Àlex Hinojo | Arts manager
The Faber Residency (from the Latin faber, meaning ‘artisan’, ‘worker’ or ‘smith’) is an arts, sciences and humanities residency located in Olot, which officially opened in autumn 2016 and is run by Francesc Serés. For a couple of days in January 2017, I had the good fortune to experience at first hand what is, in my opinion, one of the most interesting cultural initiatives being undertaken today in Catalonia. I shall try to provide arguments to support this statement below:
1) Its budget is allocated to the project, not the infrastructure.
Pepe Serra, director of the National Art Museum of Catalonia, often explains that “to open the blinds” of the museum costs more than 85% of the annual budget, leaving him little room for programming. We can all think of examples of interpretation centres, and local and county museums with excessive building costs, but with no budget allocation to carry out the associated cultural project.
Faber emerges from a cultural proposal with minimum infrastructure. It does not even have its own physical premises. It rents rooms in a hotel in Olot. What might seem like a precarious situation is in actual fact the smart optimisation of resources: the budget is fed directly back into the real local economy, which in fact affords the proposal flexibility and scalability. Faber can therefore dedicate a large proportion of its budget to making its project a reality, optimising an arts, sciences and humanities residency located in Olot but with a national scope. Making “things happen”.
In addition, Faber programmes activities in which the residents interact with the local social, education and business network, thereby facilitating interaction and exchange.
And, once the day comes that the project no longer makes sense, the space will no longer be rented and that’s it. No maintenance costs for an underutilised infrastructure will have to be covered.
2) It promotes the physical and decentralised space in a virtual and centralised world.
Today, with a laptop and an Internet connection, any space can be turned into an office or workplace. Why then “retreat” to a hotel to work for a few weeks? Well, for that reason precisely. In a “liquid” world, the ability to concentrate has become a scarce resource. Faber is a place where various creators, researchers and humanists can concentrate on their project in pleasant surroundings.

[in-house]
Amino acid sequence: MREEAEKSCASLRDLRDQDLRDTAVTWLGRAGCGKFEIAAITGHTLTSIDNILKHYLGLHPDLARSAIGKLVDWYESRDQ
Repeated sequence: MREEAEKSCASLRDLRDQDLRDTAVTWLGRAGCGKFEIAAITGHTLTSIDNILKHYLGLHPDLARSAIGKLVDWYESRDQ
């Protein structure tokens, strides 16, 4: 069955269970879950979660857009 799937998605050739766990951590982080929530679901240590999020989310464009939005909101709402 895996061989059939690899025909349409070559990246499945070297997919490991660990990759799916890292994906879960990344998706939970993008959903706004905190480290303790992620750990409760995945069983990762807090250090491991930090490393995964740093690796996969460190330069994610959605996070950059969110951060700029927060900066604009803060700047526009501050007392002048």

It’s not a case of another world “being possible” but that another world “exists”, less than two hours from the capital. Olot – with 10% of its municipal budget allocated to culture – becomes a framework, an example and a model of that Catalonia city, which Francesc Serés publicises so well. In the mood for nature and a much more human scale. As David Fernàndez claims, the most interesting things often happen on the margins. Go there.
3) The pleasure of conversation.
At a time in which we have all retweeted headlines without having read the news item, when nuance gives way to the dichotomy of follow/unfollow, when it’s ugly to get to the bottom of things, having a leisurely after-dinner conversation with people smarter than yourself feels invaluable. The Faber team’s success in selecting various projects and candidates made conversations possible that I have not had for years. Returning to your room having had your brain cells awakened, revisiting the conversation and creating new neural connections, adopting new points of view as your own and digesting the much talked-of alterity.
Returning home with an endless list of things to read, with the feeling that you’ve been somewhere that simultaneously acts as a spa and a gym from the intellectual standpoint.
4) Space for working… and interaction.
Without forgetting the surroundings, the setting, the people, Faber is a magnificent workspace. Who would not concentrate seeing Puigsacalm out the window of their bedroom? During my stay, I devoted my time to improving the content about Olot and La Garrotxa on Wikipedia, about its figures and its monuments. You can see the work I’ve done here. I also delivered various workshops in the city’s schools and wiki training to culture technicians in Olot, prepared a number of medium-term wiki projects in the city and even wrote the occasional article for the local press. It would have proven impossible for me to do all this work in a week without the support and the contacts of the Faber team, who have a highly pragmatic understanding of the meaning of culture and the return to society.
For all these reasons and much more, I see Faber more as a model than as a project. As you can see, Faber is ultimately an idea. Replicate it.